Help w voltmeter units

Hey I’m trying to set up a led arduino on a 12 volt battery and I don’t know how many amps the meter reads. Is it 36 milliamps or 360 milliamps. I can’t figure it out for my battery. I’m trying to figure out how long a 10 Ah battery should last for it. Thanks in advance.

Hello
Check the operations manual of die DMM how to make measuremts of amps.

Hi,

Your DMM manual will tell you that 20mA range reads up to 19.99mA.
So 0.36 is 0.36mA.

Tom... :grinning: :+1: :coffee: :australia:

Hi @qkedarg
It is very important that you read your DVM manual.
I couldn't tell you what you're reading, as you selected the scale from 0 to 20mA, but put the probes in COM and 10A.

In this case;
End of scale 19,99 mA
its measurement maybe 0.36 mA = 360 uA

DVM

1 Like

Good catch... :+1: :+1:
Tom.. :grinning: :+1: :coffee: :australia:

So I was aware it was the “wrong” port but on the “right “ port I get a 1. Unfortunately new member can only post one photo at a time …I get a 1 on 2000u and 20m as well. and I get o.00 on 10 and the light turns off.

Hi,
Read your DMM manual, I would say just a 1 displayed like in your image, means overload on that range.

Try
Plug the DMM lead back to the 10A input and com, select 10 on the meter scale selector and see what it says.

Does the LED light assembly have any power consumption on a label somewhere?

Thanks.. Tom... :grinning: :+1: :coffee: :australia:

It says .34 on ten amp setting. I think that means it is 340 m amp. It seems like a lot of amps for only the first ten inches of a several foot 12 volt led strip …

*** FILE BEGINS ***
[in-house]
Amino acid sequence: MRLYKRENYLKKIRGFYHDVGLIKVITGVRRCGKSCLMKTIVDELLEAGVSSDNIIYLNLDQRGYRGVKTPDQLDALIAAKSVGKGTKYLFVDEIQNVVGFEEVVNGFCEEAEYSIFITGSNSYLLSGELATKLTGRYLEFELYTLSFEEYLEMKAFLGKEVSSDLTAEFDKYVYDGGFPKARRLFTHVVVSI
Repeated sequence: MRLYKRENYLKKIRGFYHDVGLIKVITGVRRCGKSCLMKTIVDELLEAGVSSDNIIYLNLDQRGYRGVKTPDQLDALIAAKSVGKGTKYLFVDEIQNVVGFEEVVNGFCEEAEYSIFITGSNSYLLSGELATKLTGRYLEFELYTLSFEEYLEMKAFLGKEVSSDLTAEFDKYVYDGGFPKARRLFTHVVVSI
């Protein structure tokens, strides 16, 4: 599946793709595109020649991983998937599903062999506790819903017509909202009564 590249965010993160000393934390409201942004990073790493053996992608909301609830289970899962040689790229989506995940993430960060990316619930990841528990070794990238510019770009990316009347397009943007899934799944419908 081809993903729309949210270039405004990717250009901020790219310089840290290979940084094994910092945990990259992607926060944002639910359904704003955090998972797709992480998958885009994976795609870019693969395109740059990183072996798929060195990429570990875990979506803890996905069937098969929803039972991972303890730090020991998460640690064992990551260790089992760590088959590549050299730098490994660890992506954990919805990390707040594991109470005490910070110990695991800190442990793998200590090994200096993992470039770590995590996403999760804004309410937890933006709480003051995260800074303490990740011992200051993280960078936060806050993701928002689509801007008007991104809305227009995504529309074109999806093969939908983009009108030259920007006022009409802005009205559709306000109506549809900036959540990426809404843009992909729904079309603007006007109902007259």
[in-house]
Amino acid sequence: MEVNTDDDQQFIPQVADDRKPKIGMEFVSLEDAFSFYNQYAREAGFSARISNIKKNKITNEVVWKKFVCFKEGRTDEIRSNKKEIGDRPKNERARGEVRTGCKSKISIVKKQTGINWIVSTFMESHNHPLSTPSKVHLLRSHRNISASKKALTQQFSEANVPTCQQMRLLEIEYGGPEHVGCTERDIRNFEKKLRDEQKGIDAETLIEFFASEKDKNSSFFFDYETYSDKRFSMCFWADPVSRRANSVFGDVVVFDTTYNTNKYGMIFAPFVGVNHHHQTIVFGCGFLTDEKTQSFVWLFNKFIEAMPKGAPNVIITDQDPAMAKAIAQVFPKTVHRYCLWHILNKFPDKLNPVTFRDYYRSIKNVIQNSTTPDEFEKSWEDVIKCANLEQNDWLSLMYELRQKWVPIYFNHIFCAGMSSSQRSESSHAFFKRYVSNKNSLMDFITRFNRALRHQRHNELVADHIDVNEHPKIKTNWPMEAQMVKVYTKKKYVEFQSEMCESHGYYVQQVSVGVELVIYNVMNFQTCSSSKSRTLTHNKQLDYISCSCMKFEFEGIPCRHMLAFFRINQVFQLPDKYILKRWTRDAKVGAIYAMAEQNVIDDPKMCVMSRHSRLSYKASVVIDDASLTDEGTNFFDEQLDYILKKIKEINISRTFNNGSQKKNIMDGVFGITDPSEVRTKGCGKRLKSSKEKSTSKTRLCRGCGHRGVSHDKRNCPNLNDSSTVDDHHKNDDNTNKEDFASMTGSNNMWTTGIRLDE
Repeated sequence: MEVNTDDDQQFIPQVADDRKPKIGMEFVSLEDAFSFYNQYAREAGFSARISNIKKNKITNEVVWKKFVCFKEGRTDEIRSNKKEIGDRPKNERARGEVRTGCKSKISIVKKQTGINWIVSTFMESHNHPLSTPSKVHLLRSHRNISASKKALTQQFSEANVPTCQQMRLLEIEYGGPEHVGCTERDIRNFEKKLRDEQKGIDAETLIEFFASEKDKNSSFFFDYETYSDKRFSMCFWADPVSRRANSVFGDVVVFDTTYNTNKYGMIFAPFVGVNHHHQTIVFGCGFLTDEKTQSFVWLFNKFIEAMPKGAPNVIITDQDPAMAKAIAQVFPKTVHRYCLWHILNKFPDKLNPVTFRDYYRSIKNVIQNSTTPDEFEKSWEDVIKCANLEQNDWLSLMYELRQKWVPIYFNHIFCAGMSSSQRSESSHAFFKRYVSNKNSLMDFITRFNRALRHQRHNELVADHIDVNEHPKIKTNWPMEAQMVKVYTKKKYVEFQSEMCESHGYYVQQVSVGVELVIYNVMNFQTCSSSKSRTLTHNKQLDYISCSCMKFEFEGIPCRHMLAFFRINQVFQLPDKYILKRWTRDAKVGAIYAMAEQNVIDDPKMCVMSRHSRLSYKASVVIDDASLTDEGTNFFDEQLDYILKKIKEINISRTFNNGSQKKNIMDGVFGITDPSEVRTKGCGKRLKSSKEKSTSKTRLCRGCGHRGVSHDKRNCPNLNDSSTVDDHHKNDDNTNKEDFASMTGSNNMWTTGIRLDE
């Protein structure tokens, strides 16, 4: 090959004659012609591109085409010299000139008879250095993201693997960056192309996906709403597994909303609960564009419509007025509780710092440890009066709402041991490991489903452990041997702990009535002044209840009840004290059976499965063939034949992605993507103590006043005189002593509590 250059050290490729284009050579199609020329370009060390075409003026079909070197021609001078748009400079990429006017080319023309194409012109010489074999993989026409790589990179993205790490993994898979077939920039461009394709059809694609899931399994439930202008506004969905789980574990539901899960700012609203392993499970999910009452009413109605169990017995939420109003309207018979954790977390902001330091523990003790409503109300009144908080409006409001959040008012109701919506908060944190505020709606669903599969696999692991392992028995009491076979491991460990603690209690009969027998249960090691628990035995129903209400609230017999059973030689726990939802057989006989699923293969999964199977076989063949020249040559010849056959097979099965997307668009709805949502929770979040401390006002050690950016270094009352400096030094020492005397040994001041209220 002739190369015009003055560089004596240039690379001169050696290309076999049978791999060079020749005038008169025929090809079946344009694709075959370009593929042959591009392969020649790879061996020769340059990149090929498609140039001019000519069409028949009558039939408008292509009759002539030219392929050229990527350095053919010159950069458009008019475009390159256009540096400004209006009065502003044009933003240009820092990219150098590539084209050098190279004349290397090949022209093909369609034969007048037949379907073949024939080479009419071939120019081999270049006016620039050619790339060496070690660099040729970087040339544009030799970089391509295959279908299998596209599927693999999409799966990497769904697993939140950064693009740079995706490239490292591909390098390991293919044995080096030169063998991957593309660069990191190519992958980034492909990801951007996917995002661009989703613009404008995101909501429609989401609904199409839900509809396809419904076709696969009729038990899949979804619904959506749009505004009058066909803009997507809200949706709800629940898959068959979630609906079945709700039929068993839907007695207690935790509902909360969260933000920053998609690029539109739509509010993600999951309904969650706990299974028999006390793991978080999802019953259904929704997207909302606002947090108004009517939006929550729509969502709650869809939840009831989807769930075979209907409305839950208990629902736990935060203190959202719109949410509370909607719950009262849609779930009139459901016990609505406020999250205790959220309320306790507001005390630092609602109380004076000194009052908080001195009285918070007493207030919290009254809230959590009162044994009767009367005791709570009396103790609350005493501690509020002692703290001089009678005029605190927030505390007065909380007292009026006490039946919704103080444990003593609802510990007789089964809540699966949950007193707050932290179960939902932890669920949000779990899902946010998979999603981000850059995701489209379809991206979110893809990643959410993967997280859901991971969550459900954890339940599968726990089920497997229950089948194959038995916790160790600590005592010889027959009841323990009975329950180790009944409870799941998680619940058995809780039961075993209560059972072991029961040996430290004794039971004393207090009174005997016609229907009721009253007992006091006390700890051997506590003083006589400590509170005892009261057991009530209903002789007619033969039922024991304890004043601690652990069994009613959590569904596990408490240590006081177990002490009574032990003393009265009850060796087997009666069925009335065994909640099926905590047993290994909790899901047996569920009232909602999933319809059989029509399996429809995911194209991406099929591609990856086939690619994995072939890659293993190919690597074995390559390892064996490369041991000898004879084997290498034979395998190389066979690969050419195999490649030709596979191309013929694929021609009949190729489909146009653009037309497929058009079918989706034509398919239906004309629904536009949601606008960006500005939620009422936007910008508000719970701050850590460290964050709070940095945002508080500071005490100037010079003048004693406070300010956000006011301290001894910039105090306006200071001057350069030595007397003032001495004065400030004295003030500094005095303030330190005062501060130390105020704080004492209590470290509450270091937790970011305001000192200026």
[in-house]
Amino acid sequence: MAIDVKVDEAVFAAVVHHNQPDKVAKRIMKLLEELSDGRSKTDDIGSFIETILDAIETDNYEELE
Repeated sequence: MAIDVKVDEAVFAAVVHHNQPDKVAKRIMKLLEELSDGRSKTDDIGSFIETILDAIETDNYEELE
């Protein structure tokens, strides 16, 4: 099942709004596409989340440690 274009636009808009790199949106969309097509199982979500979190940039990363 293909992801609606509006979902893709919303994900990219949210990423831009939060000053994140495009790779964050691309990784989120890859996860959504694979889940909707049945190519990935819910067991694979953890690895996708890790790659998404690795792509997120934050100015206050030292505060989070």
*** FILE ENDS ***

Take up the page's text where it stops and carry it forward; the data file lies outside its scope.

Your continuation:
Strangely 20 m reads 0.35 and 200 m reads 3.5. Not sure why changing the upper limit limit without changing the units changes the reading by a factor of ten. That was what was really confusing me. But I think 340 milli amps is my current.



Assuming you know Ohm's Law you can hook-up a resistor to confirm what your meter is doing.

And if you're just driving those LEDs, as a "sanity check" you can assume a maximum of about 20mA each. (They will light-up with less and if LEDs are in series they will "share" current). But several LEDs at less than 1mA is unlikely.

P.S.
Clean that solder-splash off of your meter!!! :stuck_out_tongue:

Hi,
What is the voltage rating of the LED strip?
How many LEDs are illuminated?
What is the output volts of your battery?

Thanks.. Tom.. :grinning: :+1: :coffee: :australia:

That is because you are still using the 10A socket and not the 400mA socket.

10A socket is for the 10A range ONLY.
400mA socket is for the other lower mA ranges.
PLEASE read your DMM manual.

DMM-AM33D.pdf (694.3 KB)


Tom... :grinning: :+1: :coffee: :australia:

The short circuit output of the battery currently reads 13 volts.

The led lights are supposed to run on a 12 volt dc adapter

17 leds are on the strip I’ve cut out.

So I’m figuring that the battery will last 10 ah/ .35 amps = 28 hours.

Hi,
17 LEDs at approx 20mA = 17 * 0.02 == 0.34 A or 340mA sounds about right.

I hope you mean open circuit voltage of the battery is 13V.

28 hours theoretically.
You need to Google your battery part number and see the performance graphs.

Tom... :grinning: :+1: :coffee: :australia:

1 on the 2000uA (2 mA) scale means 1 mA
1 on the 20 mA scale means 1 mA
1 on the 200 mA scale means 1 mA
On the 10A scale (after switching to the 10A input) you would get 0.00 since your 0.001A won't fit in the two digits after the decimal point.

Measuring on any but the 10A scale when using the 10A input will get you nonsense.

Hi,
@qkedarg is seeing on his meter is the number 1 in the extreme left handside of the display.


Tom... :grinning: :+1: :coffee: :australia:

If you want to read currents lower than 200mA, you have to use the "V Ohm mA" socket;
if you want to read currents higher (or equal) than 200mA, you have to select "10" (A) and use the "10A" socket!